Cold War Espionage From Space

Modern satellites capture images digitally, but CORONA used film, which was stored in the nose cone and parachuted back to earth. Source: Smithsonian' National Air and Space Museum, NASM 97-15881-10.
Baikonur, in what is now Kazakhstan, housed the Soviet space base, but its primary purpose was to test intercontinental ballistic missiles (ICBMs). The areas within the boxes are shown in detail in the following images. Source: USGS/Jason Ur, 1966.
Detail of Baikonur image. The Soviet nuclear missile complex is surrounded by several fences. The three silos at center have domed covers that would slide on rails to the left before launch. Source: USGS/Jason Ur, 1966.
Detail of Baikonur image. The primary launch pad, used for Sputnik, Gagarin’s flight, and ICBM tests. The basin below the pad funnels rocket exhaust out to the right. Source: Jason Ur/USGS, 1966.
Detail of Baikonur image. Surface-to-air missile battery. Source: USGS/Jason Ur, 1966.
Detail of Baikonur image. Helicopters and a plane on the cosmodrome’s airfield. Source: USGS/Jason Ur, 1966.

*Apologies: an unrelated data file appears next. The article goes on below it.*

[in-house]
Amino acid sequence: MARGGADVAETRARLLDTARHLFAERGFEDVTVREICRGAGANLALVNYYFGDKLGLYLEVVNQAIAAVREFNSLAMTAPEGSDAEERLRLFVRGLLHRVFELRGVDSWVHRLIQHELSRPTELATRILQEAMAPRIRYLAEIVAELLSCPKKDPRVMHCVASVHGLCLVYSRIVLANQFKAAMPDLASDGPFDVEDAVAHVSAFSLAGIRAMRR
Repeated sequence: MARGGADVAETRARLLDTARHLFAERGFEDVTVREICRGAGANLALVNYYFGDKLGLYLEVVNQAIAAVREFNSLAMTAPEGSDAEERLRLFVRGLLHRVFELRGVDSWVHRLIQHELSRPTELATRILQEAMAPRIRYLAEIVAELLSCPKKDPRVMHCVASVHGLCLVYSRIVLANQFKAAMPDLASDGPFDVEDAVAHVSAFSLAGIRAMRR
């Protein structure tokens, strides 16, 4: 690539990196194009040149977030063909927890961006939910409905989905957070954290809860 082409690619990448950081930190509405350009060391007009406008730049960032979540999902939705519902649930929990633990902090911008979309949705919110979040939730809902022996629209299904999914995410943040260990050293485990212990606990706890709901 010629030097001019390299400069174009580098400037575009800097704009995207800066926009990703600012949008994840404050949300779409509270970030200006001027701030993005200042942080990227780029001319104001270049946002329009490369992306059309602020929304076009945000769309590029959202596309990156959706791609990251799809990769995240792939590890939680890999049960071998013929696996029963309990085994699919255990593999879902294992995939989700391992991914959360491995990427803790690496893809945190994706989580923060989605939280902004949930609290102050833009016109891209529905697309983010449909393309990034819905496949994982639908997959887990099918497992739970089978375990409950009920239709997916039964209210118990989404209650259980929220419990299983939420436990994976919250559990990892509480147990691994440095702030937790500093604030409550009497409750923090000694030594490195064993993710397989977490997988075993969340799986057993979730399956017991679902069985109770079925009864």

Detail of Baikonur image, Launch tracking station, with rocket fuel storage to the upper right. Source: USGS/Jason Ur, 1966.
China joined the world nuclear powers on October 16, 1964 with the detonation at Lop Nur in western China. CORONA satellites had identified the test area earlier (left), and took the righthand image of the site four days after the test

Events like the attack on Pearl Harbor and the first Soviet atom bomb test inspired America’s intelligence community to seek new tools to predict adversarial aggression. The CORONA program of spy satellites began in the 1950s and flew 120 successful missions. Most targeted the Soviet Union but other regions of interest were included, such as the Middle East.

The CORONA program identified Soviet missile bases, naval facilities, and airfields. At a time when Americans feared a “missile gap,” CORONA, as well as the later GAMBIT program, revealed that the gap actually favored the United States.

Photographs from the CORONA and GAMBIT programs were declassified by presidential order in 1995 and 2002. They are now used for environmental, historical, and archaeological research.